Sunday, 2 June 2019

In Search of Ghosts... and Carp on the Fly!


After a great but ultimately unsuccessful session in pursuit of a twenty-plus carp, I headed straight out again the following day still hoping to achieve this aim before the rivers open in less than a month’s time. With the previous session yielding fish to 16 lb 8 oz, it was a case of close but no cigar! Perhaps a second attempt at a new venue might yield a fish to tip the scales, and so Objective #1 - a twenty-pounder.

So this time I headed out to Astwood Fishery, which is more than capable of producing a twenty and the home of my previous personal best of just shy of 19 lb – tantalizingly close to that magic number.

Astwood Fishery - Photo courtesy of The British Carping Youtube Channel

Astwood comprises three pools set in immaculately kept gardens. The fishery is run by Frank and his son and they’re always cheery and welcoming. Smokie Joe’s and Bluebell lake both hold carp over 20lb (together with some rarely-targeted specimen silvers) and the third pool has a higher density of smaller carp as an out-and-out match water. Of note to some of my regular readers… Smokie Joe’s also holds barbel. I’m not a fan of catching them in stillwater but if you’re desperate to see one on the bank over the closed season it’s certainly an option. My preferred water is Bluebell, mostly because it holds a handful of big ghost carp, with the largest reportedly 27 lb. This fish can occasionally be found cruising and is easy to spot but notoriously finicky about accepting baits put before it. I’ve had it take in and reject a surface bait before now, my strike just a moment too late! I love catching ghost carp. Not only do they look beautiful, they always seem to fight harder than their purebred cousins, with full-throttle runs a plenty. Whilst I’ve caught plenty of Ghosties, I’ve never had a really big one, so this would be Objective #2 - a double figure Ghostie...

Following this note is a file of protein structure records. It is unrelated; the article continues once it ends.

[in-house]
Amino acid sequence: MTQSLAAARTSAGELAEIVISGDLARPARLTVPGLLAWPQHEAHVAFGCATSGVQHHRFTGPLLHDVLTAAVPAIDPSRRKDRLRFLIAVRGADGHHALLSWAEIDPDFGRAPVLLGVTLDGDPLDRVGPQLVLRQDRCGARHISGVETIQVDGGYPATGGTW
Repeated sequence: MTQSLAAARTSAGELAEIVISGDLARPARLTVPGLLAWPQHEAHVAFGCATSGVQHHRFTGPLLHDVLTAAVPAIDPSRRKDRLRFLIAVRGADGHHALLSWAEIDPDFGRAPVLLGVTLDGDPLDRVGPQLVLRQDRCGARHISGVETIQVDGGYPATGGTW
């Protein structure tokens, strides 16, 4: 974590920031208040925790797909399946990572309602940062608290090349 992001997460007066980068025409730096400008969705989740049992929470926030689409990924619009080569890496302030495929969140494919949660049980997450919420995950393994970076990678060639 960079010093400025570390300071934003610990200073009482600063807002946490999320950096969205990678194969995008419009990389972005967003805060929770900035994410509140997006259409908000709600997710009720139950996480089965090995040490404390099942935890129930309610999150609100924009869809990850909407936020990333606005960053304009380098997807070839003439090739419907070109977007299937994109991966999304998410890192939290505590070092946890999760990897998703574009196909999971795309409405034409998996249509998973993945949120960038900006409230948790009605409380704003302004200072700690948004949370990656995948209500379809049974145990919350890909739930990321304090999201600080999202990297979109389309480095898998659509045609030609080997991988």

I’d popped up to see Frank for a chat a couple of days before. As a regular, he kindly agreed to allow me to target carp on the fly if any of the pools were otherwise unfished. Thrashing the water to a foam with a fly-line could easily disturb other anglers, so it seemed a fair and sensible restriction. Catching carp on the fly is something I’ve always wanted to try. I enjoy catching trout, with those short explosive runs – but there’s something about the endurance of a carp-fight which appeals hugely on a fly set-up.  Objective #3… A carp on the fly!

Arriving for early morning, the weather was not quite a repeat of the previous day’s washout, but it was markedly colder, defined by a cool breeze and occasional showers. Setting up a peg at the far end of Bluebell Lake, it became apparent that the fish had started to spawn, with a number of them frolicking in the margins and even around the oxygenating pump.